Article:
May previously served as president of the Louisiana Community and Technical College System; system president for the Colorado Community College System; and president of Pueblo Community College before he accepted the system’s CEO position. Respected throughout the world, May has delivered consulting services to new community college initiatives in Japan, the United Kingdom, Russia and Saudi Arabia. He also served in leadership roles at Sul Ross State University in Alpine, Texas; Navarro College in Corsicana, Texas; and Vernon College in Vernon, Texas.
A native of East Texas, Dr. May earned his doctorate in education from Texas A&M-Commerce; he also holds Master of Education and Bachelor of Science degrees from Stephen F. Austin State University in Nacogdoches, Texas. Both of his children were born in Texas, and he now has a daughter, son-in-law and three grandchildren who live in Garland, Texas.
Dr. Joe May started his higher education career in 1978 as an adjunct faculty member at Cedar Valley College in the Dallas County Community College District. Those initial experiences were the foundation for his strong belief that the role of community colleges is the solution for the greatest challenges facing individuals, employers and communities.
Provost, R. Jan LeCroy Center for Educational Telecommunications,
Dallas County Community College District
Dr. Pam Quinn serves as Provost/CEO LeCroy Center/Dallas County Community College District with previous titles of
president and assistant chancellor. Dr. Quinn works in distance and online learning including applications of learning
technologies. Supervision of Dallas Colleges Online; Dallas Learning Solutions; DCCCD eCampus/ LMS; Dallas Colleges cable
channel; NUTN/ National University Technology Network; and STARLINK professional development network.
Pam has enjoyed an exciting career in the ongoing evolution of e-learning. From the beginning of telecourses
working with the PBS Adult Learning Service through satellite-delivered instruction to the improvement of online courses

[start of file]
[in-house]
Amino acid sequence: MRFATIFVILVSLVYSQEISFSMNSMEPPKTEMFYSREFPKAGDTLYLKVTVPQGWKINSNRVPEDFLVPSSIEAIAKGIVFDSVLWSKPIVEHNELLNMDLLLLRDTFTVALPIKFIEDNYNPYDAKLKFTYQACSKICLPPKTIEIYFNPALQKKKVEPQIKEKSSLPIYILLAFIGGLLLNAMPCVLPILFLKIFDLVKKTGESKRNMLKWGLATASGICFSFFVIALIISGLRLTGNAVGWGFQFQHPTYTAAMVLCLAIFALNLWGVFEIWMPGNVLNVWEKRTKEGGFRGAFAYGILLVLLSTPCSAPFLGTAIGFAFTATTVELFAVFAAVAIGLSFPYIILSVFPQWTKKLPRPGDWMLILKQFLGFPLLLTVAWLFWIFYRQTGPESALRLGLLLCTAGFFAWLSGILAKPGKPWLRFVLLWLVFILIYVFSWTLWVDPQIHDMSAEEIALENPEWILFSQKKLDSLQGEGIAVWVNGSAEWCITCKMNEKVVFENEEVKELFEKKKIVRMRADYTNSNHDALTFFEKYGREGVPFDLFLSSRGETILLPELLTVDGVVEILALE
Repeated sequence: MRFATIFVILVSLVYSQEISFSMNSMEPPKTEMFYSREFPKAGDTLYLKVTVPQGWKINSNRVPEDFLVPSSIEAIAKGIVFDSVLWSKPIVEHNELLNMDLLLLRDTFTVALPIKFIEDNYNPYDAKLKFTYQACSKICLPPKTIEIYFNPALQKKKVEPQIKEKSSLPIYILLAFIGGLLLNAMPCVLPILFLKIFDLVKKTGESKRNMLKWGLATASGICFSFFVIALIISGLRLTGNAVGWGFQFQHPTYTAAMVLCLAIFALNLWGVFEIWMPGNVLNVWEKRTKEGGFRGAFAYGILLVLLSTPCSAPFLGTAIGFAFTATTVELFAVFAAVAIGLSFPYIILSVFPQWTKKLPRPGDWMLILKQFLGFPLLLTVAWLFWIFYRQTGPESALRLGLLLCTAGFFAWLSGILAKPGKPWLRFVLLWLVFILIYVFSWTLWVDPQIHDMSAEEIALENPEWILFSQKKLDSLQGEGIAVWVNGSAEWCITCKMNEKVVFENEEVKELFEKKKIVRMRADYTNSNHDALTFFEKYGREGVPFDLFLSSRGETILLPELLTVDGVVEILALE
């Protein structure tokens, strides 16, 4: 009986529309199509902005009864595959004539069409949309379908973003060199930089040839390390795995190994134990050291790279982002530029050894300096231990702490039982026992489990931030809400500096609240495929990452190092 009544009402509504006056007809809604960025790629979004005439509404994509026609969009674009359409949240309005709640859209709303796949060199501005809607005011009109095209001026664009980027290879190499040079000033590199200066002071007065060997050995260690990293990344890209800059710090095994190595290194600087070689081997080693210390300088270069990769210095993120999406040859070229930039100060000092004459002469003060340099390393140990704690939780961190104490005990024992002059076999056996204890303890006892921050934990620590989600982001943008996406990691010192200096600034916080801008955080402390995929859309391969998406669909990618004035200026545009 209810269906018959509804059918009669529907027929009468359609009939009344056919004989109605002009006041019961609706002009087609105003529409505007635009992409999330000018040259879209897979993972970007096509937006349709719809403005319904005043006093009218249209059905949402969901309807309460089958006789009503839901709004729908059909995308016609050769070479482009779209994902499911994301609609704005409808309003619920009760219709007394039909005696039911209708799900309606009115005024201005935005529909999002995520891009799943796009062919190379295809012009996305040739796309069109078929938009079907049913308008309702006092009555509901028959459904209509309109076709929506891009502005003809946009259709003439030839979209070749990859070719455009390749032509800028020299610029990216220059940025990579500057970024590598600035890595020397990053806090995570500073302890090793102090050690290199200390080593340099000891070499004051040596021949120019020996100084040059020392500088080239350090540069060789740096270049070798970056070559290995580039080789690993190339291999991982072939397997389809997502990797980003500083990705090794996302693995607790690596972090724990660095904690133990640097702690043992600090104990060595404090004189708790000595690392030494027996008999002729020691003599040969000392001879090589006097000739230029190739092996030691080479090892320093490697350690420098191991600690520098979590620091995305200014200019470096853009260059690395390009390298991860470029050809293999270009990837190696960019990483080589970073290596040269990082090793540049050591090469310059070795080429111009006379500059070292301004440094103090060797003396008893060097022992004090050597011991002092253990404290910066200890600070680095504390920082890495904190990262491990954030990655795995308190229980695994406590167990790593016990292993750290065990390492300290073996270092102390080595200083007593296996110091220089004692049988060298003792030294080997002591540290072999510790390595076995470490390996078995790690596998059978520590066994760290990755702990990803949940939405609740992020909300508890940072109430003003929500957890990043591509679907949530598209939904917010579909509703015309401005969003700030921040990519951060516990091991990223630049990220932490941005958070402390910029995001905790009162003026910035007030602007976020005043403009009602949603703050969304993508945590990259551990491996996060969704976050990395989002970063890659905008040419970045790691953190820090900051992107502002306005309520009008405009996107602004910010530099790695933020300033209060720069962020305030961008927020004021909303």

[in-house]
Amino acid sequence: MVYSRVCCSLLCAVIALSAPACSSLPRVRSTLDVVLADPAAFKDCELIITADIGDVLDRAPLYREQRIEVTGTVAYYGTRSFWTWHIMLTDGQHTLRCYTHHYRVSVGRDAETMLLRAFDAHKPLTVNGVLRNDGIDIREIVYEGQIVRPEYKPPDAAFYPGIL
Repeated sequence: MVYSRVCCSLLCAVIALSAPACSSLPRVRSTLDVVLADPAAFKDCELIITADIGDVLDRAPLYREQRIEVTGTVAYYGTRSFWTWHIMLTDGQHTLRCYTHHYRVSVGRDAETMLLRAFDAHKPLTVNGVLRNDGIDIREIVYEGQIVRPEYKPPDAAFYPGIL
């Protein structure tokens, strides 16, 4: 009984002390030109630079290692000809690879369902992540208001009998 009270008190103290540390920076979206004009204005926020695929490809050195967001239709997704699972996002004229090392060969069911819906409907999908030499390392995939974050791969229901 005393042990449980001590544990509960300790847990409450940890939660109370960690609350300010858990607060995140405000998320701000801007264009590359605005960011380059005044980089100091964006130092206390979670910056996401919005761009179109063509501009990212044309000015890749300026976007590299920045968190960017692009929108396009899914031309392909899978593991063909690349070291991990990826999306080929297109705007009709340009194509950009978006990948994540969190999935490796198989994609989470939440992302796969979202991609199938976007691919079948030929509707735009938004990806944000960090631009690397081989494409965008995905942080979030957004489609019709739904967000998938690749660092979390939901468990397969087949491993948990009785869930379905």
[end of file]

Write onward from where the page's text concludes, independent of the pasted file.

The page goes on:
and services, she continues to work with faculty and staff on the edges of transforming higher education.
Digital Footprint Project
Presented by: Jameelah Ra'oof, Richland College
On the Internet, a digital footprint is the word used to describe the trail, traces or "footprints" that people leave online. Our digital footprints tell the world a great deal about who we are and what we do. These footprints, whether massive or minuscule, are used in every facet of industry to determine the needs and wants of the individuals they belong to. Whether it is to advertise to us or to find cyber vulnerabilities, this information is constantly being gathered. Picture the Internet as a sidewalk you are strolling down, like a busy New York street, and the World Wide Web as the locations of people, places and things lining that sidewalk. If a digital camera is pointing at you, it will record every person, place or thing you gaze at, visit or engage with. This data lends direct insight into human behavior, both individually and as a whole. For this project students either use themselves, a friend, a celebrity or family member as a research subject.
3 T's of Google (Tricks, Trends, & Tools)
Presented by: Jason Busbin, Eastfield College
In this session, expect to cover a variety of different tricks, trends and tools you can (potentially) utilize with Google. We'll talk briefly about how Eastfield College is piloting various "G Suite" tools to use for their content and instruction. We'll also cover a few Chrome extensions that come in handy whether you're a student, instructor or just a techie. If you're brand new to Google, you'll pick-up a few items to try out. And for power-users, you'll get some ideas to take back to your campus.
Teaching Sustainability in Your Online Course
Presented by: Steven F. Brown, Cedar Valley College